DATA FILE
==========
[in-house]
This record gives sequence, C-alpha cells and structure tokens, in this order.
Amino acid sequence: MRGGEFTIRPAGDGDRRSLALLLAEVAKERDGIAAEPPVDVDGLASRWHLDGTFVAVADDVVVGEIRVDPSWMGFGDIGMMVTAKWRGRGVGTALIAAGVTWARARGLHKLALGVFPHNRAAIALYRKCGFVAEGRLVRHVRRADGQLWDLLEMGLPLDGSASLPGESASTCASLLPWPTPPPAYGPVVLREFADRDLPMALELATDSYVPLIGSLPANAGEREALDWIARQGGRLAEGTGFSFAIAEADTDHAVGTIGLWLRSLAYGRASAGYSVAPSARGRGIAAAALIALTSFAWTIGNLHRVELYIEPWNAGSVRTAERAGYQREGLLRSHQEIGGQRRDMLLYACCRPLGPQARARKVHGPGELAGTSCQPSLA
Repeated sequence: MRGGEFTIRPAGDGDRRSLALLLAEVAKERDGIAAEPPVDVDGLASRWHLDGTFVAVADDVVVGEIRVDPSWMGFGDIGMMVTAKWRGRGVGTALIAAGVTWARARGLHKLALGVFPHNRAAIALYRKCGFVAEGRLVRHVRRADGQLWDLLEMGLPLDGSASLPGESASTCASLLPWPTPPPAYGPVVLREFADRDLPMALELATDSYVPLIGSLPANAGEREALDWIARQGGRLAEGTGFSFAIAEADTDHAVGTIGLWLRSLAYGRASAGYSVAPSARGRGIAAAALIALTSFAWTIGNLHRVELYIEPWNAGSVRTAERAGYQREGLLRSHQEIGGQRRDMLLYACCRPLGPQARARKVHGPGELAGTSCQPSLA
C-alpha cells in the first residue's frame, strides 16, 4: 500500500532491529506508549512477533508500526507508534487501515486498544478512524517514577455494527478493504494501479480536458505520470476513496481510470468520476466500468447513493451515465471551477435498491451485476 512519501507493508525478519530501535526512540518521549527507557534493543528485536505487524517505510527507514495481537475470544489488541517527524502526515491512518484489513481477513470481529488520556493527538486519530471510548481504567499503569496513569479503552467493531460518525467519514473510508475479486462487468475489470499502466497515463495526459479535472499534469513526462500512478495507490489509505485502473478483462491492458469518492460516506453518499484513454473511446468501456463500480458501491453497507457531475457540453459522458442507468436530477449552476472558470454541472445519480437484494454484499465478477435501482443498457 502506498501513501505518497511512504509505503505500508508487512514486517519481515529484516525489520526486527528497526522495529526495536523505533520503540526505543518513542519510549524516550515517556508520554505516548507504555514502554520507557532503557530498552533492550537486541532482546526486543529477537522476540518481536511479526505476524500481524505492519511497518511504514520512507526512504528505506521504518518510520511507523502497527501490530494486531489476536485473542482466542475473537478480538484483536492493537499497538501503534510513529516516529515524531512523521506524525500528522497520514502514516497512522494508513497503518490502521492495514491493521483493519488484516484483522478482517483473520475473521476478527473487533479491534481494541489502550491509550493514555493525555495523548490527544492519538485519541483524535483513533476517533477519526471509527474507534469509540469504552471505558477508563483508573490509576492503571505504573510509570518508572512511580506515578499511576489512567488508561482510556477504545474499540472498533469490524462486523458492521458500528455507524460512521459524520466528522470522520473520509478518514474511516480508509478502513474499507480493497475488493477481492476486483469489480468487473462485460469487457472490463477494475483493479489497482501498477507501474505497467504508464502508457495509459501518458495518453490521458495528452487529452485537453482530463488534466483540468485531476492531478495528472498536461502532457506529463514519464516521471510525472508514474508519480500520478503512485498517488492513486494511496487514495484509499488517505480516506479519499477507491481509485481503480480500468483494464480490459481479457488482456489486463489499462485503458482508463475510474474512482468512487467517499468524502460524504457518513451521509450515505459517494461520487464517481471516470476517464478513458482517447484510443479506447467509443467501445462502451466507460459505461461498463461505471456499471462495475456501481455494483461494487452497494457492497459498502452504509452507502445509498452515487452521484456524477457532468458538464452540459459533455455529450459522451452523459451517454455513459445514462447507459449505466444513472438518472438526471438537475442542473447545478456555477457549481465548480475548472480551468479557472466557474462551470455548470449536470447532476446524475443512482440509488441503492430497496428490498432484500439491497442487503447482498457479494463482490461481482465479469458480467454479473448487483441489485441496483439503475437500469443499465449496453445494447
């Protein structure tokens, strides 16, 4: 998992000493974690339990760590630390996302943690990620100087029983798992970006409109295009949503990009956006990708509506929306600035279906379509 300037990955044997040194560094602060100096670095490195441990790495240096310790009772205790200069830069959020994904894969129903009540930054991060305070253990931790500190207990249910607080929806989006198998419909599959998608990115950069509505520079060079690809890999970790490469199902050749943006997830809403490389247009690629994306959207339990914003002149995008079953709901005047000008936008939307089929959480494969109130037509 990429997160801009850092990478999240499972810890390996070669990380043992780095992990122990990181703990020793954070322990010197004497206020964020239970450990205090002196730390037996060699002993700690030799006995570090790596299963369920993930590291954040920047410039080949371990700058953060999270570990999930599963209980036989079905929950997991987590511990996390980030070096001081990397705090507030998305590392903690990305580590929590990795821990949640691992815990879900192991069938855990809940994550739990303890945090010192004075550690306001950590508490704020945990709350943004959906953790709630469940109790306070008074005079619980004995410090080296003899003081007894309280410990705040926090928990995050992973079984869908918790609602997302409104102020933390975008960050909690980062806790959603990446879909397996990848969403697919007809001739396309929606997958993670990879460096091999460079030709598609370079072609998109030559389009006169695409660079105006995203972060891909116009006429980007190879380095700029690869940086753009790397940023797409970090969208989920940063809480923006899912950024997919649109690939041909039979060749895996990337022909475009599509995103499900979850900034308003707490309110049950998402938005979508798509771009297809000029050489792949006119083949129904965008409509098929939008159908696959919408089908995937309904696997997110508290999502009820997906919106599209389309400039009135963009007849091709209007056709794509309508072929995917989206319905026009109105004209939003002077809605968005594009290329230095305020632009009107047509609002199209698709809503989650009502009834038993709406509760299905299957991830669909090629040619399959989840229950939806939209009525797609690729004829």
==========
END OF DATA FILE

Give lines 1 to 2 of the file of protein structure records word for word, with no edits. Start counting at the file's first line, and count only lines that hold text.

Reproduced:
[in-house]
This record gives sequence, C-alpha cells and structure tokens, in this order.